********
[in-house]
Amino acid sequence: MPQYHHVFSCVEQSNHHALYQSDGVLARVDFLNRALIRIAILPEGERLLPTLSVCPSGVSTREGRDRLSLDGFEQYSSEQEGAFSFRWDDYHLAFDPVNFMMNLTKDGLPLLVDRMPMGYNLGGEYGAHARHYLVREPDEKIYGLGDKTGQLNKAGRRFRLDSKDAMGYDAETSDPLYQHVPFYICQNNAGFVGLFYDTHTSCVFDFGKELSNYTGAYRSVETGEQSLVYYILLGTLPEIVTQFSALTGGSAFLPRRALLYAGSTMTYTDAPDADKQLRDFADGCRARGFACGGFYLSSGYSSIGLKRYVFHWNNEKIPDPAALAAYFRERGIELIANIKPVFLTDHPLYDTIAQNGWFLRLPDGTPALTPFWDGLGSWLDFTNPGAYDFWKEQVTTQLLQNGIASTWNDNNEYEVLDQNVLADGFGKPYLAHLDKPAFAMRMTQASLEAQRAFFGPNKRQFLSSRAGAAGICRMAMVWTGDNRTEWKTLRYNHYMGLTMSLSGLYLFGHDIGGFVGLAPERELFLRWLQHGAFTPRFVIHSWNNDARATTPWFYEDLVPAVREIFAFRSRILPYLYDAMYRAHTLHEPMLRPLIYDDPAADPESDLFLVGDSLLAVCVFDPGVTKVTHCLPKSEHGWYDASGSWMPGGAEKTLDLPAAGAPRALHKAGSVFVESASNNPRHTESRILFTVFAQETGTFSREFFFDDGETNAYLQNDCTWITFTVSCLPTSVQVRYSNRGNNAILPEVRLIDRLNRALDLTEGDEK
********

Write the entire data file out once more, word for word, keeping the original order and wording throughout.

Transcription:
[in-house]
Amino acid sequence: MPQYHHVFSCVEQSNHHALYQSDGVLARVDFLNRALIRIAILPEGERLLPTLSVCPSGVSTREGRDRLSLDGFEQYSSEQEGAFSFRWDDYHLAFDPVNFMMNLTKDGLPLLVDRMPMGYNLGGEYGAHARHYLVREPDEKIYGLGDKTGQLNKAGRRFRLDSKDAMGYDAETSDPLYQHVPFYICQNNAGFVGLFYDTHTSCVFDFGKELSNYTGAYRSVETGEQSLVYYILLGTLPEIVTQFSALTGGSAFLPRRALLYAGSTMTYTDAPDADKQLRDFADGCRARGFACGGFYLSSGYSSIGLKRYVFHWNNEKIPDPAALAAYFRERGIELIANIKPVFLTDHPLYDTIAQNGWFLRLPDGTPALTPFWDGLGSWLDFTNPGAYDFWKEQVTTQLLQNGIASTWNDNNEYEVLDQNVLADGFGKPYLAHLDKPAFAMRMTQASLEAQRAFFGPNKRQFLSSRAGAAGICRMAMVWTGDNRTEWKTLRYNHYMGLTMSLSGLYLFGHDIGGFVGLAPERELFLRWLQHGAFTPRFVIHSWNNDARATTPWFYEDLVPAVREIFAFRSRILPYLYDAMYRAHTLHEPMLRPLIYDDPAADPESDLFLVGDSLLAVCVFDPGVTKVTHCLPKSEHGWYDASGSWMPGGAEKTLDLPAAGAPRALHKAGSVFVESASNNPRHTESRILFTVFAQETGTFSREFFFDDGETNAYLQNDCTWITFTVSCLPTSVQVRYSNRGNNAILPEVRLIDRLNRALDLTEGDEK